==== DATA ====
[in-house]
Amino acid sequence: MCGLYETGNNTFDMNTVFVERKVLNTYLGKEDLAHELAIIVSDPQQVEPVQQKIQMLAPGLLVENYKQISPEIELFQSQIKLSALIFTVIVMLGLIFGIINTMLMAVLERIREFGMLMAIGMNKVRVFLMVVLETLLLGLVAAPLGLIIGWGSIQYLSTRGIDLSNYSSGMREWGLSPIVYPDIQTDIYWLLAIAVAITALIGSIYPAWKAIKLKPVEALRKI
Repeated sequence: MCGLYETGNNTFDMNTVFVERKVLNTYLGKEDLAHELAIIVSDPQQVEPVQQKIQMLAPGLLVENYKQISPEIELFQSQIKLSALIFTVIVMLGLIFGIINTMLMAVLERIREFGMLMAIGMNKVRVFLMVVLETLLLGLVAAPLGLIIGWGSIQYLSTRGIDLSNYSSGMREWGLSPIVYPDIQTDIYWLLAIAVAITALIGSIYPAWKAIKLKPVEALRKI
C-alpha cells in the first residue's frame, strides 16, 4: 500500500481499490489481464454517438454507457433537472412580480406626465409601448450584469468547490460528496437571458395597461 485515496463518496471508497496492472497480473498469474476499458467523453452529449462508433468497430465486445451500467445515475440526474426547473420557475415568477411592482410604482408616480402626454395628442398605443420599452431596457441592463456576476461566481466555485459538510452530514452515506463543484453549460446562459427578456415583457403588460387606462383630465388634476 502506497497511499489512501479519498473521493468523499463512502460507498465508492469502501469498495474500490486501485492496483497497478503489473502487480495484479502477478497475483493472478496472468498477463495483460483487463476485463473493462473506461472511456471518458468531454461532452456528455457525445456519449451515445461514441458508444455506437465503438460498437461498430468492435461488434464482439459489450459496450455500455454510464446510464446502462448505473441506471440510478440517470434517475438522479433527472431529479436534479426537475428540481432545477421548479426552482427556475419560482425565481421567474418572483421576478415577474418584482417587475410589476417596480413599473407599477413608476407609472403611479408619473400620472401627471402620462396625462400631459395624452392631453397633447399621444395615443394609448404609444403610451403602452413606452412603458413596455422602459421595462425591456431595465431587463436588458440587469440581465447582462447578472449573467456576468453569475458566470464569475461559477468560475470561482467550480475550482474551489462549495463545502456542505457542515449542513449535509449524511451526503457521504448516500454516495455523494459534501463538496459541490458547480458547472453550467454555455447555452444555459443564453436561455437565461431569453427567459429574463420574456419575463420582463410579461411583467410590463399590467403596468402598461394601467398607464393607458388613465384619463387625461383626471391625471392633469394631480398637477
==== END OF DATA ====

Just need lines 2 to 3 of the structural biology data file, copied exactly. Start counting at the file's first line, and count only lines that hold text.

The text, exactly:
Amino acid sequence: MCGLYETGNNTFDMNTVFVERKVLNTYLGKEDLAHELAIIVSDPQQVEPVQQKIQMLAPGLLVENYKQISPEIELFQSQIKLSALIFTVIVMLGLIFGIINTMLMAVLERIREFGMLMAIGMNKVRVFLMVVLETLLLGLVAAPLGLIIGWGSIQYLSTRGIDLSNYSSGMREWGLSPIVYPDIQTDIYWLLAIAVAITALIGSIYPAWKAIKLKPVEALRKI
Repeated sequence: MCGLYETGNNTFDMNTVFVERKVLNTYLGKEDLAHELAIIVSDPQQVEPVQQKIQMLAPGLLVENYKQISPEIELFQSQIKLSALIFTVIVMLGLIFGIINTMLMAVLERIREFGMLMAIGMNKVRVFLMVVLETLLLGLVAAPLGLIIGWGSIQYLSTRGIDLSNYSSGMREWGLSPIVYPDIQTDIYWLLAIAVAITALIGSIYPAWKAIKLKPVEALRKI